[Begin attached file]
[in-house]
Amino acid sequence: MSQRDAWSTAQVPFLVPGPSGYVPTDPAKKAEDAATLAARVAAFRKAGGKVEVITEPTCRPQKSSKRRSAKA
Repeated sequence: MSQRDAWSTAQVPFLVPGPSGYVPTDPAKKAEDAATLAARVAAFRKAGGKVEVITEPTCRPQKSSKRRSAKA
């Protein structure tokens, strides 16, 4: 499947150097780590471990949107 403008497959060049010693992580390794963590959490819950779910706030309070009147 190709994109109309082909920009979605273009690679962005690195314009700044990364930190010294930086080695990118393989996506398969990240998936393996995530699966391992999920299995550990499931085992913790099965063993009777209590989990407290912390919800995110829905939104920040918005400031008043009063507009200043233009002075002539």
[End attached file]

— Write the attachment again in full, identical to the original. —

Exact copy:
[in-house]
Amino acid sequence: MSQRDAWSTAQVPFLVPGPSGYVPTDPAKKAEDAATLAARVAAFRKAGGKVEVITEPTCRPQKSSKRRSAKA
Repeated sequence: MSQRDAWSTAQVPFLVPGPSGYVPTDPAKKAEDAATLAARVAAFRKAGGKVEVITEPTCRPQKSSKRRSAKA
């Protein structure tokens, strides 16, 4: 499947150097780590471990949107 403008497959060049010693992580390794963590959490819950779910706030309070009147 190709994109109309082909920009979605273009690679962005690195314009700044990364930190010294930086080695990118393989996506398969990240998936393996995530699966391992999920299995550990499931085992913790099965063993009777209590989990407290912390919800995110829905939104920040918005400031008043009063507009200043233009002075002539």